THE VEGGIE TABLE
We found a new place to eat (actually, it’s been there for a couple of years, but we just found it). It is called The Ciao Café, and despite catering to carnivores among others, it seems very veg-friendly.
The Ciao Café is located at 404 E. Silver Spring Drive in Whitefish Bay, 3 doors east of the Fox Bay Cinema, phone number (414) 906-1555, and manages on a fairly simple menu to serve diet styles from Atkins to vegan. Starters include the vegan hummus plate and the vegetarian bruschetta; salads include the vegetarian Caesar salad and the vegan garden salad and tomato-and-spice salad; wraps include the "V" Wrap (vegan) and the "F" Wrap (for felafel, also vegan); one of the subs is full of cheese but no meat, and we were enthusiastically informed that since all orders are made up fresh on the spot, a pizza could easily be made with-out cheese – and one could specify quite a few vegetarian toppings for it that they have on hand. Beverages include various coffees, chais, bottled water, and sodas.
Chuck and I each ordered a different wrap, and both were so large that each of us ate half and took half home for the next day – we certainly got out money’s worth, especially since the prices were moderate.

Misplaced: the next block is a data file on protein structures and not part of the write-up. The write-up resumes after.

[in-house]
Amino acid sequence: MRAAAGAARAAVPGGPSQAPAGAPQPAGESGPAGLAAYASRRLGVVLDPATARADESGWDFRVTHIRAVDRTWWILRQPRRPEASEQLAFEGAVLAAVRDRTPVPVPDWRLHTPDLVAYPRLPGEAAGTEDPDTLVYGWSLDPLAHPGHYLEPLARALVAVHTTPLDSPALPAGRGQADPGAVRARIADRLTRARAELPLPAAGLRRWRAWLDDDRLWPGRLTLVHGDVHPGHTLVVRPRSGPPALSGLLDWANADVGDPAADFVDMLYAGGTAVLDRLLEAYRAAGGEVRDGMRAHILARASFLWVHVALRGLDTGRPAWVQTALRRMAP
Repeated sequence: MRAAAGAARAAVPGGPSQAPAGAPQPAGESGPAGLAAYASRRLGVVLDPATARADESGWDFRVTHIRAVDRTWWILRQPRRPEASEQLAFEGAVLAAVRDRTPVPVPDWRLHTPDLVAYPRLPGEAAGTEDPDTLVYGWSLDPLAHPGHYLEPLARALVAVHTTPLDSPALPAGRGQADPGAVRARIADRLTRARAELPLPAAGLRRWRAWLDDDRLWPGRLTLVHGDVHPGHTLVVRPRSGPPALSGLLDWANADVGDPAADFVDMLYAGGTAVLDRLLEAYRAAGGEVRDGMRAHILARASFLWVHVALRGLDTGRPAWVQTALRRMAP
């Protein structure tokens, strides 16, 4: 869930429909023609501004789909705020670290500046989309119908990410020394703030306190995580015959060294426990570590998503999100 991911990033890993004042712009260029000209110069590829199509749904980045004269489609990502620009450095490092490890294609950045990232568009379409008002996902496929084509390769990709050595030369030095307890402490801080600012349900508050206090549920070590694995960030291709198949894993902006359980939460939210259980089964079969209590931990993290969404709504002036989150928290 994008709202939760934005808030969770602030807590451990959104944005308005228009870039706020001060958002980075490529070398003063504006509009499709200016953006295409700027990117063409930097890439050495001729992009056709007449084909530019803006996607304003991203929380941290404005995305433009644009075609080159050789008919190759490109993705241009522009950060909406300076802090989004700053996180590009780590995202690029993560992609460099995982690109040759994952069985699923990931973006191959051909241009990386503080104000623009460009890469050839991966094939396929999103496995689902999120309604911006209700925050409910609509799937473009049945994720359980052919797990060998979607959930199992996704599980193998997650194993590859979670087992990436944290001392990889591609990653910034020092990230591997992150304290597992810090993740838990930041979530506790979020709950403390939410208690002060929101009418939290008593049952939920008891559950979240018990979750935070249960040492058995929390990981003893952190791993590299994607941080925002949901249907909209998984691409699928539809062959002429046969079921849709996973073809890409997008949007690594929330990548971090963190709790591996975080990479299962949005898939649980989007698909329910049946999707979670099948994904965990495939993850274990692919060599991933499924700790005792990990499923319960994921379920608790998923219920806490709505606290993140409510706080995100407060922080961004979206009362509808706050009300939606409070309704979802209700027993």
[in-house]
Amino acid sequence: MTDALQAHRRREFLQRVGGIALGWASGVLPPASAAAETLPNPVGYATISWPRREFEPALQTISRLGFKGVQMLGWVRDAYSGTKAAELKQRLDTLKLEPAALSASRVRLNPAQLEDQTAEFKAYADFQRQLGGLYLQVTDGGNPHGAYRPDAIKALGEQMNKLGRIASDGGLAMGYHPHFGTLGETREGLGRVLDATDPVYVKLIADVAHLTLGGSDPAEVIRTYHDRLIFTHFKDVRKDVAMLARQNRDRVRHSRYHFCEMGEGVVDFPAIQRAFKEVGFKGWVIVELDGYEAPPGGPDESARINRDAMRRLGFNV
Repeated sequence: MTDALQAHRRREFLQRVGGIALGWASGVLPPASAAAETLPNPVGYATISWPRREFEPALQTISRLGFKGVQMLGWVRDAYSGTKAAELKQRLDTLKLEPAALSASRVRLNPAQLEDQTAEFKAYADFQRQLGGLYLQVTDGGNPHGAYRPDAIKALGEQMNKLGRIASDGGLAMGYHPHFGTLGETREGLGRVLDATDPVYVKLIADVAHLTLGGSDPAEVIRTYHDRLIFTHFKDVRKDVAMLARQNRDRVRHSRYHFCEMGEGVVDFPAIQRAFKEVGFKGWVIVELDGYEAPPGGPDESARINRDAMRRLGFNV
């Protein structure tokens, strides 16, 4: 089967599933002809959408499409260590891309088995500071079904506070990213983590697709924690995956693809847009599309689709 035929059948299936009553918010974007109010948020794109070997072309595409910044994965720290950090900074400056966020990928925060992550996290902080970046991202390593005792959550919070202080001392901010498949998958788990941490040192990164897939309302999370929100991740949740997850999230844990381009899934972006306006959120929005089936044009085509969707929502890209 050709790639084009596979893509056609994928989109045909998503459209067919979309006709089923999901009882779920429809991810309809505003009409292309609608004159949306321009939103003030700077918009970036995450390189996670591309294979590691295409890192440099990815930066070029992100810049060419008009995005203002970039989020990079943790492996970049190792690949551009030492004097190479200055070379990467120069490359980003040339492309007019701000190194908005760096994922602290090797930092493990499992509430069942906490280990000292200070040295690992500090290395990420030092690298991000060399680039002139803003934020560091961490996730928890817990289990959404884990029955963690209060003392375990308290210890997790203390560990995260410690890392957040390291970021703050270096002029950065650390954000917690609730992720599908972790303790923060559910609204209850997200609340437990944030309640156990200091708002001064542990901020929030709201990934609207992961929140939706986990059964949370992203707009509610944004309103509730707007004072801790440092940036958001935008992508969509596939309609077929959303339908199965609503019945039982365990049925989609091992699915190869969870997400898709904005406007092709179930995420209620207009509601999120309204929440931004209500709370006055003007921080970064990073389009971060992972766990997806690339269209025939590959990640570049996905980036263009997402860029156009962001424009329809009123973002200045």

The décor is Italian/luncheonette, with attractive round tables that are not too small, and comfortable wood-and-metal chairs. When we were there the television was left on but with the sound down; it did not intrude on our meal. Outdoor patio seating is advertised (if the weather should ever permit). It looks like a good place for a nice casual lunch or supper, especially (not necessarily) before or after seeing a movie, and we intend to go again.
The Ciao Café serves breakfast and pastries seven days a week from 9 AM to 11; lunch and dinner are available on Sun. through Thurs. from 11 AM until 8 PM, on Fri. until 10 PM, and on Sat. until 9.